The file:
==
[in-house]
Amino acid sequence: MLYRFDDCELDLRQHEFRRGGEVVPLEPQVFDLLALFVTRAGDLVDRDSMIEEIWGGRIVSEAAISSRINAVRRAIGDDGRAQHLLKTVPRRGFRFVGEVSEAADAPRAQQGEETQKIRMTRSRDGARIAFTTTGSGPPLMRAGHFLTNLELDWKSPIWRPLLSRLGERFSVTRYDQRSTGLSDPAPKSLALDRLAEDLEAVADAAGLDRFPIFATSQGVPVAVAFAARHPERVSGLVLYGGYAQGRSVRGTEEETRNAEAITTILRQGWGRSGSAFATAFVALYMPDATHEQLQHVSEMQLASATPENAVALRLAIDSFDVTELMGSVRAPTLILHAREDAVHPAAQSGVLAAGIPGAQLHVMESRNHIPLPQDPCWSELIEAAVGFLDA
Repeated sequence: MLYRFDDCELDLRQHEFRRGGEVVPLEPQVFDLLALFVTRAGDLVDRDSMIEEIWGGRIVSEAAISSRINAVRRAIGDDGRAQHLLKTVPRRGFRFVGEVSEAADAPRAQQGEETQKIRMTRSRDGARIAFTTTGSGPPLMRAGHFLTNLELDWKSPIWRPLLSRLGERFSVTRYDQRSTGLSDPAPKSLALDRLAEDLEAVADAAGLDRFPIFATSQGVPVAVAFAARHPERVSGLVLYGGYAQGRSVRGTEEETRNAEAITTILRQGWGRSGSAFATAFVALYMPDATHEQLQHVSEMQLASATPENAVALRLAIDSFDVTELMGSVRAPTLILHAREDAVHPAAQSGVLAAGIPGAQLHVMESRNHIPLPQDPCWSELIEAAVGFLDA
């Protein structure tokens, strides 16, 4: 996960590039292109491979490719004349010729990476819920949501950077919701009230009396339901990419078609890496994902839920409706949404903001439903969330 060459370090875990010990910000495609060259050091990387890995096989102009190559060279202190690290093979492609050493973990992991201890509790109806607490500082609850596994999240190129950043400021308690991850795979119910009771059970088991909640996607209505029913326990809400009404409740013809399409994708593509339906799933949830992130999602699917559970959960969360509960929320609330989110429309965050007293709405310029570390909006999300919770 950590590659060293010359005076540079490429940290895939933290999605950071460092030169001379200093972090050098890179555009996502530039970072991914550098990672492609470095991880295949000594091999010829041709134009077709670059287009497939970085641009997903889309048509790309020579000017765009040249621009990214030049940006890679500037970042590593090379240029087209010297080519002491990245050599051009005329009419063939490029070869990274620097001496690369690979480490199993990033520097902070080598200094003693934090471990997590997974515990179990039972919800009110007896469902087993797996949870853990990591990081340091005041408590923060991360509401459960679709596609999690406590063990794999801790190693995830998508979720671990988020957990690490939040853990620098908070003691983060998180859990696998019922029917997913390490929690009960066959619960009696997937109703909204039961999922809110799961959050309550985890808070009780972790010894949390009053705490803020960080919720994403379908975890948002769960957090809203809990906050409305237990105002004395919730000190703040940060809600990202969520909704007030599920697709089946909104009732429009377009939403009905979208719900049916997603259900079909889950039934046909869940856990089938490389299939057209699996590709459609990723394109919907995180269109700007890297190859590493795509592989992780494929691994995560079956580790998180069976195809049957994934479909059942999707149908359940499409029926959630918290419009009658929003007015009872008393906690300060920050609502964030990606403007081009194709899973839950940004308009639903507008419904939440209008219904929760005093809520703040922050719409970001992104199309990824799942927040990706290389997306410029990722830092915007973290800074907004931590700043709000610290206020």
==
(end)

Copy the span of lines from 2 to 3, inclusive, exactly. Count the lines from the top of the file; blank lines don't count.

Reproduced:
Amino acid sequence: MLYRFDDCELDLRQHEFRRGGEVVPLEPQVFDLLALFVTRAGDLVDRDSMIEEIWGGRIVSEAAISSRINAVRRAIGDDGRAQHLLKTVPRRGFRFVGEVSEAADAPRAQQGEETQKIRMTRSRDGARIAFTTTGSGPPLMRAGHFLTNLELDWKSPIWRPLLSRLGERFSVTRYDQRSTGLSDPAPKSLALDRLAEDLEAVADAAGLDRFPIFATSQGVPVAVAFAARHPERVSGLVLYGGYAQGRSVRGTEEETRNAEAITTILRQGWGRSGSAFATAFVALYMPDATHEQLQHVSEMQLASATPENAVALRLAIDSFDVTELMGSVRAPTLILHAREDAVHPAAQSGVLAAGIPGAQLHVMESRNHIPLPQDPCWSELIEAAVGFLDA
Repeated sequence: MLYRFDDCELDLRQHEFRRGGEVVPLEPQVFDLLALFVTRAGDLVDRDSMIEEIWGGRIVSEAAISSRINAVRRAIGDDGRAQHLLKTVPRRGFRFVGEVSEAADAPRAQQGEETQKIRMTRSRDGARIAFTTTGSGPPLMRAGHFLTNLELDWKSPIWRPLLSRLGERFSVTRYDQRSTGLSDPAPKSLALDRLAEDLEAVADAAGLDRFPIFATSQGVPVAVAFAARHPERVSGLVLYGGYAQGRSVRGTEEETRNAEAITTILRQGWGRSGSAFATAFVALYMPDATHEQLQHVSEMQLASATPENAVALRLAIDSFDVTELMGSVRAPTLILHAREDAVHPAAQSGVLAAGIPGAQLHVMESRNHIPLPQDPCWSELIEAAVGFLDA